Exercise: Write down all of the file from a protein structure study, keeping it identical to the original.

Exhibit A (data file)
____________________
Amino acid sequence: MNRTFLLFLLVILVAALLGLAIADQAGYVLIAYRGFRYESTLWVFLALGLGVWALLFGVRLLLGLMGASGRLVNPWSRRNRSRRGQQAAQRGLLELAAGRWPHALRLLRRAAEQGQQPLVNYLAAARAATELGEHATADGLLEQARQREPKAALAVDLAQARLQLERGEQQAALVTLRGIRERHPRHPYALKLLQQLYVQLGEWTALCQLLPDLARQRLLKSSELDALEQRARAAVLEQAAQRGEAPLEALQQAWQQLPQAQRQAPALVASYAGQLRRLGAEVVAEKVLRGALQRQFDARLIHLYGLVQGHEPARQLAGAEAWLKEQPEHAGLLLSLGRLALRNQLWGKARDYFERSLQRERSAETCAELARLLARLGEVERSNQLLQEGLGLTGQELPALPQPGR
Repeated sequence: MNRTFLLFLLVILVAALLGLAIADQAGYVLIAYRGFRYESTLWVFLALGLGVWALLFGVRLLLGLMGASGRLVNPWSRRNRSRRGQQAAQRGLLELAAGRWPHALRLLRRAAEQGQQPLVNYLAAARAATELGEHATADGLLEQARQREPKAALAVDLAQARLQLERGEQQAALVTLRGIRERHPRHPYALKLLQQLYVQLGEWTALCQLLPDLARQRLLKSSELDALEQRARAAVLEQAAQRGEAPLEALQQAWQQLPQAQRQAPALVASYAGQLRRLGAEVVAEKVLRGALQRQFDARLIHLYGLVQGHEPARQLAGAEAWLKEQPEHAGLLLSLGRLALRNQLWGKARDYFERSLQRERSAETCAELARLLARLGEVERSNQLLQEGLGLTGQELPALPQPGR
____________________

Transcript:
Amino acid sequence: MNRTFLLFLLVILVAALLGLAIADQAGYVLIAYRGFRYESTLWVFLALGLGVWALLFGVRLLLGLMGASGRLVNPWSRRNRSRRGQQAAQRGLLELAAGRWPHALRLLRRAAEQGQQPLVNYLAAARAATELGEHATADGLLEQARQREPKAALAVDLAQARLQLERGEQQAALVTLRGIRERHPRHPYALKLLQQLYVQLGEWTALCQLLPDLARQRLLKSSELDALEQRARAAVLEQAAQRGEAPLEALQQAWQQLPQAQRQAPALVASYAGQLRRLGAEVVAEKVLRGALQRQFDARLIHLYGLVQGHEPARQLAGAEAWLKEQPEHAGLLLSLGRLALRNQLWGKARDYFERSLQRERSAETCAELARLLARLGEVERSNQLLQEGLGLTGQELPALPQPGR
Repeated sequence: MNRTFLLFLLVILVAALLGLAIADQAGYVLIAYRGFRYESTLWVFLALGLGVWALLFGVRLLLGLMGASGRLVNPWSRRNRSRRGQQAAQRGLLELAAGRWPHALRLLRRAAEQGQQPLVNYLAAARAATELGEHATADGLLEQARQREPKAALAVDLAQARLQLERGEQQAALVTLRGIRERHPRHPYALKLLQQLYVQLGEWTALCQLLPDLARQRLLKSSELDALEQRARAAVLEQAAQRGEAPLEALQQAWQQLPQAQRQAPALVASYAGQLRRLGAEVVAEKVLRGALQRQFDARLIHLYGLVQGHEPARQLAGAEAWLKEQPEHAGLLLSLGRLALRNQLWGKARDYFERSLQRERSAETCAELARLLARLGEVERSNQLLQEGLGLTGQELPALPQPGR